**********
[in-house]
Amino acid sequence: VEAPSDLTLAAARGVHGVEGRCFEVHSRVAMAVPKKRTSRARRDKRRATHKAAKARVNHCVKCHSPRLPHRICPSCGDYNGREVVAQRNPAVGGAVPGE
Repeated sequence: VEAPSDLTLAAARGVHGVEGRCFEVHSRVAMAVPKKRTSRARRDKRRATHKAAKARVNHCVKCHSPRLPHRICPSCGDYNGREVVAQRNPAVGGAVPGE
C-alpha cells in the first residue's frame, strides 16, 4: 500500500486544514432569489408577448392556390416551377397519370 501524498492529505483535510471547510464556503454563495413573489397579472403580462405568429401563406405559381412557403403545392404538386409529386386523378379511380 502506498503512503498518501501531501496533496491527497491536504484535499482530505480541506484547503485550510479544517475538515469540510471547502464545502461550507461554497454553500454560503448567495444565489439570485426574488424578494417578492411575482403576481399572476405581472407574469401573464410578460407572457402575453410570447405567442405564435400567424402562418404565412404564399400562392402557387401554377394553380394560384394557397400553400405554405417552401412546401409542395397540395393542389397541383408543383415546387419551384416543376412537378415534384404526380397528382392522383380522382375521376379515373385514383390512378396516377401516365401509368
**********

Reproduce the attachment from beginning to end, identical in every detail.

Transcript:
[in-house]
Amino acid sequence: VEAPSDLTLAAARGVHGVEGRCFEVHSRVAMAVPKKRTSRARRDKRRATHKAAKARVNHCVKCHSPRLPHRICPSCGDYNGREVVAQRNPAVGGAVPGE
Repeated sequence: VEAPSDLTLAAARGVHGVEGRCFEVHSRVAMAVPKKRTSRARRDKRRATHKAAKARVNHCVKCHSPRLPHRICPSCGDYNGREVVAQRNPAVGGAVPGE
C-alpha cells in the first residue's frame, strides 16, 4: 500500500486544514432569489408577448392556390416551377397519370 501524498492529505483535510471547510464556503454563495413573489397579472403580462405568429401563406405559381412557403403545392404538386409529386386523378379511380 502506498503512503498518501501531501496533496491527497491536504484535499482530505480541506484547503485550510479544517475538515469540510471547502464545502461550507461554497454553500454560503448567495444565489439570485426574488424578494417578492411575482403576481399572476405581472407574469401573464410578460407572457402575453410570447405567442405564435400567424402562418404565412404564399400562392402557387401554377394553380394560384394557397400553400405554405417552401412546401409542395397540395393542389397541383408543383415546387419551384416543376412537378415534384404526380397528382392522383380522382375521376379515373385514383390512378396516377401516365401509368